The influence of the California Teachers Association was rarely more apparent – or more sickening – than in the defeat of SB1530. The union showed its willingness to defend an expensive and cumbersome process for firing bad teachers at almost any cost – even if that means school districts must continue to spend exorbitant sums of time and money to dismiss teachers in cases involving sex, drugs or violence with students.

Even more disturbing than the union’s predictable dogma was certain legislators’ equally predictable acceptance of it.

These legislators blatantly disregarded their public mandate in order to protect their positions in the legislative body. The teachers union did what it typically does – protect every dues paying member no matter how incompetent, rotten or perverted they are. The union’s laughably transparent defense was that if administrators would follow protocol, bills like SB 1530 would not be necessary. While admittedly school administrators dropped the ball in the Mark Berndt case in Los Angeles, it doesn’t negate the fact that the system is rigged to protect teachers who should not be allowed to be near kids.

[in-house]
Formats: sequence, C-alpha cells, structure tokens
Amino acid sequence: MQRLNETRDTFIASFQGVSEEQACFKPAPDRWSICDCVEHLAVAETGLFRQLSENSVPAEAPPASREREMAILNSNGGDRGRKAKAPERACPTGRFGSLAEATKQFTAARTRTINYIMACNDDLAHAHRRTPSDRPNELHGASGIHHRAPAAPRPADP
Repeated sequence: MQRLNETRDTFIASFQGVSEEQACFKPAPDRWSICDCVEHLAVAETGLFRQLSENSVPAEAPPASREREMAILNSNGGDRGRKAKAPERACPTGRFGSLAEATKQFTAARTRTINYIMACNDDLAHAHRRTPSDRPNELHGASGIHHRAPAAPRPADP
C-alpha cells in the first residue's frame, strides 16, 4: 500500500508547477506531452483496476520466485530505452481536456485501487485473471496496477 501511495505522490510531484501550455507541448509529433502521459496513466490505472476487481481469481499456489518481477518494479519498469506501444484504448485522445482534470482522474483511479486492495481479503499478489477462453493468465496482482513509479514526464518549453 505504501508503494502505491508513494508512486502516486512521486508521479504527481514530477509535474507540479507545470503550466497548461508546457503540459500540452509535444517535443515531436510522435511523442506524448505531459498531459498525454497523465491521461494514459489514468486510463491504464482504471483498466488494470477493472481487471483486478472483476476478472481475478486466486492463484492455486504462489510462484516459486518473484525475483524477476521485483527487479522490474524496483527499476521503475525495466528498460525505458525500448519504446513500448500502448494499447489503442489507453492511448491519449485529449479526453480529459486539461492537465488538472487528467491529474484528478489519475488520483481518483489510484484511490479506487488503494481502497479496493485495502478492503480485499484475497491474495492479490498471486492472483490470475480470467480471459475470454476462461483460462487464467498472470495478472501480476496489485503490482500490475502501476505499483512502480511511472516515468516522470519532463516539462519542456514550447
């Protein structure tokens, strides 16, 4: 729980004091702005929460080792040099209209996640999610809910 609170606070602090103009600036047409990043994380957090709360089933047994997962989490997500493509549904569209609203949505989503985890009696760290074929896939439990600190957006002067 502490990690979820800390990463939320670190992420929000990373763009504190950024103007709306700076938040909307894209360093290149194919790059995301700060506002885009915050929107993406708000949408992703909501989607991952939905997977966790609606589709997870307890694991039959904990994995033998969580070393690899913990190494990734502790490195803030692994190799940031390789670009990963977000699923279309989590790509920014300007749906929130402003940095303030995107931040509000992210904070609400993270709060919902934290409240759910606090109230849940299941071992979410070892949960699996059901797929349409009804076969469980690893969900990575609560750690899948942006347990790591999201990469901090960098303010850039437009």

For many reasons – including callous dismissal of children’s claims, missing teacher files and operating in a culture of non-accountability – Berndt got away with sexually abusing his students for over 20 years. The system is so perverse that the school district couldn’t get rid of Berndt without going through a lengthy appeals process costing over $300,000. So, when his crimes were exposed, Berndt gamed the system by accepting a $40,000 bribe and retired – of course only after racking up another year of credit toward his pension. Writer RiShawn Biddle succinctly and emphatically gets to the heart of the problem,